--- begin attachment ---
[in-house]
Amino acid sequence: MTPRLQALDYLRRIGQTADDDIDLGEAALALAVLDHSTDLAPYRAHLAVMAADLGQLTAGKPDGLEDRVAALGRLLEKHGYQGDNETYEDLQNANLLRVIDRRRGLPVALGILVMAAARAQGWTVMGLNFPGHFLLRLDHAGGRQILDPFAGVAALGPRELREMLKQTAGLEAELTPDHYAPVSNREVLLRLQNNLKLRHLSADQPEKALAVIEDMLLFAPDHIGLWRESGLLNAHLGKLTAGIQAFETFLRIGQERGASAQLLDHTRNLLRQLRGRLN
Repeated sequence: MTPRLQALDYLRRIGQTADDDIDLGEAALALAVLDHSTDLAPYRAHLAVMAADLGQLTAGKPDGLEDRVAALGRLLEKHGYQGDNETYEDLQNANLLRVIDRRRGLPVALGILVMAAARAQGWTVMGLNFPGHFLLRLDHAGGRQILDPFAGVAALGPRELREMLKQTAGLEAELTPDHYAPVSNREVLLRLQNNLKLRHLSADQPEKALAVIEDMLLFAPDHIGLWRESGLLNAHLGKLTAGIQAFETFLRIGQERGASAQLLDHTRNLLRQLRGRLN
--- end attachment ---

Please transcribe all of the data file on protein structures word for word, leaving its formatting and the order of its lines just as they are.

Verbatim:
[in-house]
Amino acid sequence: MTPRLQALDYLRRIGQTADDDIDLGEAALALAVLDHSTDLAPYRAHLAVMAADLGQLTAGKPDGLEDRVAALGRLLEKHGYQGDNETYEDLQNANLLRVIDRRRGLPVALGILVMAAARAQGWTVMGLNFPGHFLLRLDHAGGRQILDPFAGVAALGPRELREMLKQTAGLEAELTPDHYAPVSNREVLLRLQNNLKLRHLSADQPEKALAVIEDMLLFAPDHIGLWRESGLLNAHLGKLTAGIQAFETFLRIGQERGASAQLLDHTRNLLRQLRGRLN
Repeated sequence: MTPRLQALDYLRRIGQTADDDIDLGEAALALAVLDHSTDLAPYRAHLAVMAADLGQLTAGKPDGLEDRVAALGRLLEKHGYQGDNETYEDLQNANLLRVIDRRRGLPVALGILVMAAARAQGWTVMGLNFPGHFLLRLDHAGGRQILDPFAGVAALGPRELREMLKQTAGLEAELTPDHYAPVSNREVLLRLQNNLKLRHLSADQPEKALAVIEDMLLFAPDHIGLWRESGLLNAHLGKLTAGIQAFETFLRIGQERGASAQLLDHTRNLLRQLRGRLN